Baby’s ashes accidentally thrown out, cremations go wrong.

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Relevant post:

Kirra, a dog destroyed to satisfy Jennifer.



The cremated remains of a stillborn baby have been accidentally thrown away by a Melbourne funeral company.

Human error was to blame, a full independent investigation would be carried out.

A Victoria Police spokeswoman has confirmed police and SES crews were searching a section of the Hanson Landfill, at Wollert, on behalf of a private company.

The child’s family would, quite rightfully, feel contempt for the company responsible for this sloppy practice who at least admitted their error. Incidents like this happen and are never publicised. Less scrupulous companies would simply make up the bulk from stock on hand from earlier stuff-ups. There is often as much, or more grief, on the death of a pet as with family. I put some observations to blog:

Are pauper and cheap-rate cremations being conducted in pet-specific crematoria in South-East Queensland?

The death of a pet can have much the same emotional effect on the family as does the departure of one of their own and what to do with the remains, another heartfelt decision that needs serious thought. Burial is proportionately more expensive than cremation for pets as it is for humans, but whichever your choice, I implore you to stay with the animal to the last, until you feel the heat of the crematorium or until dirt is level with its surrounds in the case of a burial and can’t be easily disinterred with the body tipped out for the box to be reused, cream for the unscrupulous operator.

Part of his palaver is to reassure the client that cremations are performed individually but with power or fuel so prohibitively expensive, that is not financially feasible and as many animals as possible are crammed into the one operation. All care is taken of course, but stuff-ups occur and ashes sometimes have to be guessed. If the customer insists on staying for the hours-long procedure, the cunning operator will turn on the noisy force fan, without engaging the fuel, thus giving the illusion the procedure is under way and the bereaved reluctantly departs, believing he had covered every crooked avenue.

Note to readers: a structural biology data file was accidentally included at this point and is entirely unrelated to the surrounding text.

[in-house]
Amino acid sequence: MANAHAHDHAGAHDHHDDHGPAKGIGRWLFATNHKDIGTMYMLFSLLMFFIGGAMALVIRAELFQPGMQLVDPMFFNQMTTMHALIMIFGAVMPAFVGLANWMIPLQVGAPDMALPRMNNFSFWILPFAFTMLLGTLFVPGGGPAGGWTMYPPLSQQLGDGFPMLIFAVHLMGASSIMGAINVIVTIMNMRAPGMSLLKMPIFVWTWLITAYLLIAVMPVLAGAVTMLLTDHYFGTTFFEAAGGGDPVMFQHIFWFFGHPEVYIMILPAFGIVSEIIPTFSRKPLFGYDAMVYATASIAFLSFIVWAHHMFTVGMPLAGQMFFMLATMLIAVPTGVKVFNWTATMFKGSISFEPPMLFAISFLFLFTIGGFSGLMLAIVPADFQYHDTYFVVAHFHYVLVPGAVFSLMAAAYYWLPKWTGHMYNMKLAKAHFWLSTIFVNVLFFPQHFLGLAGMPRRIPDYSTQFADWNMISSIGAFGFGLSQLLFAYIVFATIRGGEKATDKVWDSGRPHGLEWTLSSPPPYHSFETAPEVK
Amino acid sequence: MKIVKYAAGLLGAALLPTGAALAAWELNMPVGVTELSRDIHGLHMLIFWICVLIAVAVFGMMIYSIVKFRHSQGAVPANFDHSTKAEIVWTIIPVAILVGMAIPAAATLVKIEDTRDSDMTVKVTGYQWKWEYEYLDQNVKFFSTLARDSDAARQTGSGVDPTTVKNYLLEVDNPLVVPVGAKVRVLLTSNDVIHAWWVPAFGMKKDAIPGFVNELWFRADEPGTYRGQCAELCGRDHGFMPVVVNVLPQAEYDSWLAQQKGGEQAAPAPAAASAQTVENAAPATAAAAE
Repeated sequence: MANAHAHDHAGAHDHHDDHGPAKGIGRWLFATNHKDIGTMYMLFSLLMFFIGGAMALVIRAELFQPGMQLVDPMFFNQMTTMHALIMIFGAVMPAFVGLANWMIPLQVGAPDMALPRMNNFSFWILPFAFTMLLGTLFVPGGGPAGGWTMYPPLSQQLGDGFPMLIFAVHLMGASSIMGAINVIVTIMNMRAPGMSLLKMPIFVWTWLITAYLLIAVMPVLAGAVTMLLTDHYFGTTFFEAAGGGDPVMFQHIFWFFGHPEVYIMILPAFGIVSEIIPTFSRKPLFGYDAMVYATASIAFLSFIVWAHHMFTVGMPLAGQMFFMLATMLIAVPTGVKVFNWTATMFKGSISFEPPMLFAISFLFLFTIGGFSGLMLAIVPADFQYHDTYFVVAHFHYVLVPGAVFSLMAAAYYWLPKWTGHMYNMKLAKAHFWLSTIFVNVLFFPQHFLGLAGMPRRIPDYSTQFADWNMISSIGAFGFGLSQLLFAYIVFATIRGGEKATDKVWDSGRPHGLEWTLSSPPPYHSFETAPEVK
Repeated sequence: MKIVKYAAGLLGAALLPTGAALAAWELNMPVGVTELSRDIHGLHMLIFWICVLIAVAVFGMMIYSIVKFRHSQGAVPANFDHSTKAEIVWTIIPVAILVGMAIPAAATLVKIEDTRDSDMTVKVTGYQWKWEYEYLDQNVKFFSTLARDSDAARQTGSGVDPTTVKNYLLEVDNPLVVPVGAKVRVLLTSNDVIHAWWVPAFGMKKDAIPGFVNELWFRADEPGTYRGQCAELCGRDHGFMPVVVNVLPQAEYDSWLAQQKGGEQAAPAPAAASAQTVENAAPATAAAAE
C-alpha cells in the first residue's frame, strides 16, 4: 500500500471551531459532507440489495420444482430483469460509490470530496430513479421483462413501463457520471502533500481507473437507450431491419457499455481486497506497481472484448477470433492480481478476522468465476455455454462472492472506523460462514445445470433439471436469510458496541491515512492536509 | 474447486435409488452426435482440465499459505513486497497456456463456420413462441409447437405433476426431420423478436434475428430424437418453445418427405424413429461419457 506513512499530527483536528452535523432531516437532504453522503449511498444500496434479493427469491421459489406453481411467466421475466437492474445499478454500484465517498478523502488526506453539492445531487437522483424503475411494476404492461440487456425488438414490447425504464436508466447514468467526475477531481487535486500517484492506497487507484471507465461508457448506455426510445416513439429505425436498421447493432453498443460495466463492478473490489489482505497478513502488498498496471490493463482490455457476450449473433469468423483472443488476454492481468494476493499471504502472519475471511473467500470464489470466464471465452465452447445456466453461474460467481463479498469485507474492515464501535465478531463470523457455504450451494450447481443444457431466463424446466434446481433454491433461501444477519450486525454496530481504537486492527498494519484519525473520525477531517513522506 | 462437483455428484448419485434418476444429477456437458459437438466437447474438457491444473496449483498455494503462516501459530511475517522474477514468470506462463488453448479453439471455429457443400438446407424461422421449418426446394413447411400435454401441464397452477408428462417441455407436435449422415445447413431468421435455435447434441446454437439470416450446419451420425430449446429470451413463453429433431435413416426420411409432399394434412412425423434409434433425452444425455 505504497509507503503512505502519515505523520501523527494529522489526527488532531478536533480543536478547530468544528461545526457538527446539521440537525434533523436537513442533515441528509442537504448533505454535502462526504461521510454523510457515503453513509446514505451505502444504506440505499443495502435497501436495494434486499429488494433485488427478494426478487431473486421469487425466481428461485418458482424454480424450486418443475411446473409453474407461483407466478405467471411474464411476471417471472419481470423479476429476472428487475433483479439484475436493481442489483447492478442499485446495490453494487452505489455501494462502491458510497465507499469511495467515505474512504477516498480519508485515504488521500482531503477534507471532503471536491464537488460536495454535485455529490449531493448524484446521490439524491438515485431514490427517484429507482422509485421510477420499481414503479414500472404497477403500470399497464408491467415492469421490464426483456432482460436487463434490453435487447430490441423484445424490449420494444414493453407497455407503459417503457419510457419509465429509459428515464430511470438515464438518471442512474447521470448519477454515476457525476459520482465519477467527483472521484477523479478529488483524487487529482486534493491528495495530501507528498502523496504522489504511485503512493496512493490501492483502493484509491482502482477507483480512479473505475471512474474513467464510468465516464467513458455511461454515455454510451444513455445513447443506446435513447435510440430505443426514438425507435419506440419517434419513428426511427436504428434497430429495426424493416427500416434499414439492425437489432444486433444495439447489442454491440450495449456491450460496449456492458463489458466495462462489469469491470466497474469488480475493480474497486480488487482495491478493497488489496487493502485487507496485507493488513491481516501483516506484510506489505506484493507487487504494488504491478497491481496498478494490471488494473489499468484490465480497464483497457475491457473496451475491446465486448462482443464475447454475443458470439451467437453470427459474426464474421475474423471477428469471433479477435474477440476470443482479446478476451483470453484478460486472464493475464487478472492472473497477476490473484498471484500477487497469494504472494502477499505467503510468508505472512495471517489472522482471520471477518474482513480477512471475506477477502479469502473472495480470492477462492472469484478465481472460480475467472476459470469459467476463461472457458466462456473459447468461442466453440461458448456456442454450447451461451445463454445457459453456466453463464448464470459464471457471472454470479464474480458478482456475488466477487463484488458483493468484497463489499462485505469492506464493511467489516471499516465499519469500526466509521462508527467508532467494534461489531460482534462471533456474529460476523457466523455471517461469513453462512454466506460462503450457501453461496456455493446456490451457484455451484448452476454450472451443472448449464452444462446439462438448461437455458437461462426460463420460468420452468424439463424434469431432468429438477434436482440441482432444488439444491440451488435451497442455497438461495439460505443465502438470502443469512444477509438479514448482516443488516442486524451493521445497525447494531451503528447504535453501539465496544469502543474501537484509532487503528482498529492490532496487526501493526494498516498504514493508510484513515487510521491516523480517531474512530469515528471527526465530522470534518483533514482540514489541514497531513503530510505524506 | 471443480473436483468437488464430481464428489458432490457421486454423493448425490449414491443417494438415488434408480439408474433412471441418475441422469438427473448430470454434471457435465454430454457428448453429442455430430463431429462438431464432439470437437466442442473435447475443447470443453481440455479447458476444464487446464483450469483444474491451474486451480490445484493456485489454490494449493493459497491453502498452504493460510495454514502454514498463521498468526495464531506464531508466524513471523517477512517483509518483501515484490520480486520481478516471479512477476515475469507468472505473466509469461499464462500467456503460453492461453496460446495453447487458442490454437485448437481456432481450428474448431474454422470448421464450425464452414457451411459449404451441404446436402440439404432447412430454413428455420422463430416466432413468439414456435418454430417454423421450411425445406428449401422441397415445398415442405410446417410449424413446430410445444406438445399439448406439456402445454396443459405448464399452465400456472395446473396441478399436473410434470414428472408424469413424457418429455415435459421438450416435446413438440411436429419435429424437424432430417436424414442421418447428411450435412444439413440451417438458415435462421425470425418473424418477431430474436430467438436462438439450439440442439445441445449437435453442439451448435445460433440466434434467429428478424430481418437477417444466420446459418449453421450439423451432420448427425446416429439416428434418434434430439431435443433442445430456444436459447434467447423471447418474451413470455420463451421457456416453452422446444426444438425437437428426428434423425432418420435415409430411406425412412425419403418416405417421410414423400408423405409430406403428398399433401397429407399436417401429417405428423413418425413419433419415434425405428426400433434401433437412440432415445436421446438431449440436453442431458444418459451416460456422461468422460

I’ve come across a treasure of photographs, of the shed surrounds of the crem, of the house, its yards, the cremation job book with its animal furnace layout, and a ‘mud map’ of the last year or so of burials in which the coffin/box had been saved for another day. If your pug, Oscar or standard poodle Claudia had the luxury of a lawn burial in May/June of 2006, and you didn’t attend the graveside service, then I’d suggest you organize a dig where you won’t find timber from the expensive coffin you paid for. On such times when mourners didn’t attend, the bodies were tipped into the hole for the boxes to have another day. It is an industry form of value-adding.

Crematorium Photos Taken At Greenbank.


Pet Crem.

Reserve Emergency Ashes.



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